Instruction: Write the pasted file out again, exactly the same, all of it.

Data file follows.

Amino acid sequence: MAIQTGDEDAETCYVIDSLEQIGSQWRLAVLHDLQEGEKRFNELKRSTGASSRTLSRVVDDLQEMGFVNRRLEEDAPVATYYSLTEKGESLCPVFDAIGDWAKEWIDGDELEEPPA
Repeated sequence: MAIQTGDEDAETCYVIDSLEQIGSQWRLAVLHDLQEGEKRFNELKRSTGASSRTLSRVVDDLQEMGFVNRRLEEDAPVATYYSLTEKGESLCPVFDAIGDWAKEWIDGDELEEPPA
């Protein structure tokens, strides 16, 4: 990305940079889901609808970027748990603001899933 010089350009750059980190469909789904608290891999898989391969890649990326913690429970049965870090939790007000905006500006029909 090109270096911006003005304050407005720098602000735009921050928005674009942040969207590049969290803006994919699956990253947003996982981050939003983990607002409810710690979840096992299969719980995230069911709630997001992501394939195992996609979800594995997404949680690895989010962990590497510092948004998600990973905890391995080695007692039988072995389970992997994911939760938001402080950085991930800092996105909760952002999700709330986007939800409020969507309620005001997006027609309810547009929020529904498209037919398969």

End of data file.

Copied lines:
Amino acid sequence: MAIQTGDEDAETCYVIDSLEQIGSQWRLAVLHDLQEGEKRFNELKRSTGASSRTLSRVVDDLQEMGFVNRRLEEDAPVATYYSLTEKGESLCPVFDAIGDWAKEWIDGDELEEPPA
Repeated sequence: MAIQTGDEDAETCYVIDSLEQIGSQWRLAVLHDLQEGEKRFNELKRSTGASSRTLSRVVDDLQEMGFVNRRLEEDAPVATYYSLTEKGESLCPVFDAIGDWAKEWIDGDELEEPPA
């Protein structure tokens, strides 16, 4: 990305940079889901609808970027748990603001899933 010089350009750059980190469909789904608290891999898989391969890649990326913690429970049965870090939790007000905006500006029909 090109270096911006003005304050407005720098602000735009921050928005674009942040969207590049969290803006994919699956990253947003996982981050939003983990607002409810710690979840096992299969719980995230069911709630997001992501394939195992996609979800594995997404949680690895989010962990590497510092948004998600990973905890391995080695007692039988072995389970992997994911939760938001402080950085991930800092996105909760952002999700709330986007939800409020969507309620005001997006027609309810547009929020529904498209037919398969």